top of page

Mindful Therapy

For Difficult Times

Therapy for Mental Health Professionals
Individual & Couples Therapy  •  Therapy for Climate & Political Stress

Intro Anchor


Some concerns that bring my clients to therapy:

“I feel guilty for feeling bad when there are so many people hurting a lot more than me.”

“I can't stop thinking about everything that's wrong in the world.  I just want to numb out.”

“I feel like the help I give is just a drop in the bucket.”

"Work-life balance?  I don't even know what that is anymore."

“I’ve tried mindfulness, but I can't relax.”

Our personal struggles exist against the heartbreaking backdrop of climate crisis, political division, and injustice.  As our thoughts go around in circles, we find that our anxiety and distress increase, and our presence of mind diminishes.  However your pain uniquely expresses itself--anxiety, depression, compulsive behaviors designed to distract and numb, and more--the more you think about it and vow to change, the worse it gets.


In a world filled with so much suffering, helping professionals are tasked with holding their own pain even as they hold the pain of others. Feeling so deeply for others, you may struggle with compassion fatigue and a sense that what you do can never be enough.  As you serve others, you may forget to replenish yourself at precisely the time you need your own care the most.

Although we might think that accessing our feelings will just make things worse, the opposite is true.  Our analytical, problem-solving minds do so much for us, but we can't think our way out of our pain. In your journey of therapy, I help you drop below the level of thought into the wisdom of body and heart. We gently examine what's hurting with compassion and without judgment, and healing begins.  As clarity reemerges, you find the wisdom to make the changes you desire.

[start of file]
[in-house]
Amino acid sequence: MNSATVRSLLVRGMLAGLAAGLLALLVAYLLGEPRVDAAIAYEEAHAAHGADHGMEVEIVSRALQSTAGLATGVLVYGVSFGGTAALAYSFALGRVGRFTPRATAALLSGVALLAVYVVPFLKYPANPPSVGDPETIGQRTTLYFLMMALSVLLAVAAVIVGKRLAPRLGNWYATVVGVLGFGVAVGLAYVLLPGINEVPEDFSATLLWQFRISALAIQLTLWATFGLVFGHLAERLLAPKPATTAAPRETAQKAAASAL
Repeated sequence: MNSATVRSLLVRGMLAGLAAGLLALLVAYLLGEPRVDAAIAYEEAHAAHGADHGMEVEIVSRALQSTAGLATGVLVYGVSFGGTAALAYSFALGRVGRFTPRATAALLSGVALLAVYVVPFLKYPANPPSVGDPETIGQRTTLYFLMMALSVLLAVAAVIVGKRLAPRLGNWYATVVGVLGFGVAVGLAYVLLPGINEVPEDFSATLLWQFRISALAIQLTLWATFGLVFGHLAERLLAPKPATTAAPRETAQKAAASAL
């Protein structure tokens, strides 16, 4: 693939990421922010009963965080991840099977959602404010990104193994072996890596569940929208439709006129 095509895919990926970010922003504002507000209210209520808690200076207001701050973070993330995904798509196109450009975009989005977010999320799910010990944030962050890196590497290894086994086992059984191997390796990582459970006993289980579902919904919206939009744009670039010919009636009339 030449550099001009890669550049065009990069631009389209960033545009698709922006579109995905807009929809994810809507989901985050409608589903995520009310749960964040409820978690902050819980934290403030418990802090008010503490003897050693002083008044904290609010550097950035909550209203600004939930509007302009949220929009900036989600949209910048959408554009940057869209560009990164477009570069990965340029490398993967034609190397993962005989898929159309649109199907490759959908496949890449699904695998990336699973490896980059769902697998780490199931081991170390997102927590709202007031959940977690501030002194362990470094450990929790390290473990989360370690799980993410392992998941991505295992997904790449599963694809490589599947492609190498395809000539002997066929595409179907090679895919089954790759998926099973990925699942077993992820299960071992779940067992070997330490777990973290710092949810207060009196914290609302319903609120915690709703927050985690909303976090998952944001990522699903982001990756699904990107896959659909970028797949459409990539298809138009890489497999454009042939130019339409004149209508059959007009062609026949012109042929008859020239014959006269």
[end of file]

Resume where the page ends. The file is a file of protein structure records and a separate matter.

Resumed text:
Join me!

You are the sky.  Everything else—it’s just the weather
—Pema Chödrön


About Me

I'm a clinical psychologist with over 25 years of experience.  I received my BA from Harvard and PhD from the University of California at Los Angeles.  After a 3-year post-doctoral fellowship in the UCLA Medical Center and a brief stint in academia, I followed my true calling of working to help others heal.


Psychotherapy for the Mind, Body, and Spirit


Because my clients come to me to help ease their suffering, our therapy relationship is inherently unequal.  You, my client, are vulnerable as you share what hurts most deeply; my commitment is to hold this imbalance with care and respect.


As helping professionals, we are confronted daily with the suffering of our patients and clients.  We were drawn to healing professions for the profound ways our work feeds the spirit, but as those we serve are suffering more, it can be too much to hold by ourselves.  Compassion fatigue may set in, and our days can become exhausting.  


My clients enter therapy feeling stuck.  Therapy provides a path of healing, a means of finding the ease, peace, and equanimity they seek in life.


Being in a partnership in which we feel loved, understood, appreciated in our finest qualities and quirks, and accepted in our deepest flaws, can be one of the most deeply meaningful experiences in life.  It’s not easy:  We quickly learn that love does not conquer all.


We live in deeply disheartening times that exhaust the soul.  Many of us struggle to have faith in the survival of our imperfect democracy and our planet.  Cynicism, numbing, and paralysis are humanly understandable responses, but don’t provide true refuge.


I will soon begin conducting Climate-Conscious Group Therapy for individuals suffering from climate anxiety, climate grief, and other painful feelings such as anger, fear, despair, and powerlessness that emerge as we witness the escalating threat that climate change and environmental destruction pose to the health of our planet and all sentient beings that inhabit it.

bottom of page